Alcohol Increases Cancer Risk
A new study has furthered the link between alcohol and cancer, finding one in ten cancers in men and one in 33 in women are caused by drinking.
The study published in the British Medical Journal analyzed data from people in eight Western European countries, reports the London Evening Standard
Cancers of the pharynx, esophagus and voice box were most commonly caused by alcohol, followed by liver. Alcohol also plays a role in breast cancer, and mouth and bowel cancer.
3% of cancers in men were linked to alcohol in moderate drinkers, but that figure jumped to 18% in heavy drinkers.
In women, 1% of cancers were linked to moderate drinkers and 4% to heavy drinkers.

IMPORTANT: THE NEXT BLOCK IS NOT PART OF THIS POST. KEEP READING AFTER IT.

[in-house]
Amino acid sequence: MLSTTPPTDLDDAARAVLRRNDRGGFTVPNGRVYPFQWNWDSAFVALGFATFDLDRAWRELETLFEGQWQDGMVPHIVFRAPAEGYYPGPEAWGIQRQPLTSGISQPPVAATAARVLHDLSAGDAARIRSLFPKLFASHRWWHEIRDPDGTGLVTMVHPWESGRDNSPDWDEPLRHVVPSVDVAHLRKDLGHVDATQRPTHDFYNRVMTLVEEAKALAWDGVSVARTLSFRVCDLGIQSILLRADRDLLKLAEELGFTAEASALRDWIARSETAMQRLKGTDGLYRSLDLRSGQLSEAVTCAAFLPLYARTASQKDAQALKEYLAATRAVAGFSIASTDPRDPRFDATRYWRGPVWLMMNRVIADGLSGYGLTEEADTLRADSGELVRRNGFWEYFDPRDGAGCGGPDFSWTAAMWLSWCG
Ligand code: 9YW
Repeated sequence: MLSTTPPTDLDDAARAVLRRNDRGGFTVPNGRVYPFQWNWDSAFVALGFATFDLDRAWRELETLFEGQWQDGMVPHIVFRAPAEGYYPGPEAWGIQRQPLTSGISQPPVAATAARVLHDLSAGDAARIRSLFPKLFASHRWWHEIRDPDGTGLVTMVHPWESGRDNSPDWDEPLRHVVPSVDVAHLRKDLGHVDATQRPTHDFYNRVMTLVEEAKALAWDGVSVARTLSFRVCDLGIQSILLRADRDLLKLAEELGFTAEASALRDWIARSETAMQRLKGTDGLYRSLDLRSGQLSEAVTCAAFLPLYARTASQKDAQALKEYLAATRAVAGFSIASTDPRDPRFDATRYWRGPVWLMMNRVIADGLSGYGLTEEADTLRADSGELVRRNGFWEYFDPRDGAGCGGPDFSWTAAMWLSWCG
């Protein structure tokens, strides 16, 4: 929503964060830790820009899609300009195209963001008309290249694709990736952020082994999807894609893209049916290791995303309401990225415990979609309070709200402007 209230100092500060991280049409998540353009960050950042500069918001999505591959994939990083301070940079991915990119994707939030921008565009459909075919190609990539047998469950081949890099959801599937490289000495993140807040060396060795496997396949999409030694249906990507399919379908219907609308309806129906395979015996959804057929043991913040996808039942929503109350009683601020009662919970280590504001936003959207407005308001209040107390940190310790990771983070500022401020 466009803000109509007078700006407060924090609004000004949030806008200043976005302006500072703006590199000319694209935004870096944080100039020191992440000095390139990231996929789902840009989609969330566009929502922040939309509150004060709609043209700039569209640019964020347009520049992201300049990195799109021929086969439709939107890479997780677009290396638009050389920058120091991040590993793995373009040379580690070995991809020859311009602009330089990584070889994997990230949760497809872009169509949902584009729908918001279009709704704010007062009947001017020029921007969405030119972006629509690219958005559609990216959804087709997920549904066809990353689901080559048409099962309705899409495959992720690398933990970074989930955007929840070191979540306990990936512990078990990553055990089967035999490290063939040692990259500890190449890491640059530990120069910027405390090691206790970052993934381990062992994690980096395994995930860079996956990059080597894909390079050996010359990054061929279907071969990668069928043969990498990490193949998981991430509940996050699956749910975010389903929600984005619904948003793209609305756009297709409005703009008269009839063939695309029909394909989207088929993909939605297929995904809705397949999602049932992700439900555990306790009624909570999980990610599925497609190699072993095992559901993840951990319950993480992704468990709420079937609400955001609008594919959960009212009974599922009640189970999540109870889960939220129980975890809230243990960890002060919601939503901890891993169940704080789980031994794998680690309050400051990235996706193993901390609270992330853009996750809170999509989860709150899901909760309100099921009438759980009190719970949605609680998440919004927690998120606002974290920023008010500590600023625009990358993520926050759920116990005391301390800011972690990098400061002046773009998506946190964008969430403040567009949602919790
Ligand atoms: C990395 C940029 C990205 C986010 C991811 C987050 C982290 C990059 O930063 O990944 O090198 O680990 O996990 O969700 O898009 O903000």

17% of bowel cancers in men were linked to drinking as were 4% of cases in women.
And 5% of breast cancers in women were also caused by alcohol.
The authors wrote:
Our data show that many cancer cases could have been avoided if alcohol consumption is limited to two alcoholic drinks per day in men and one alcoholic drink per day in women, which are the recommendations of many health organizations.
And even more cancer cases would be prevented if people reduced their alcohol intake to below recommended guidelines or stopped drinking alcohol at all.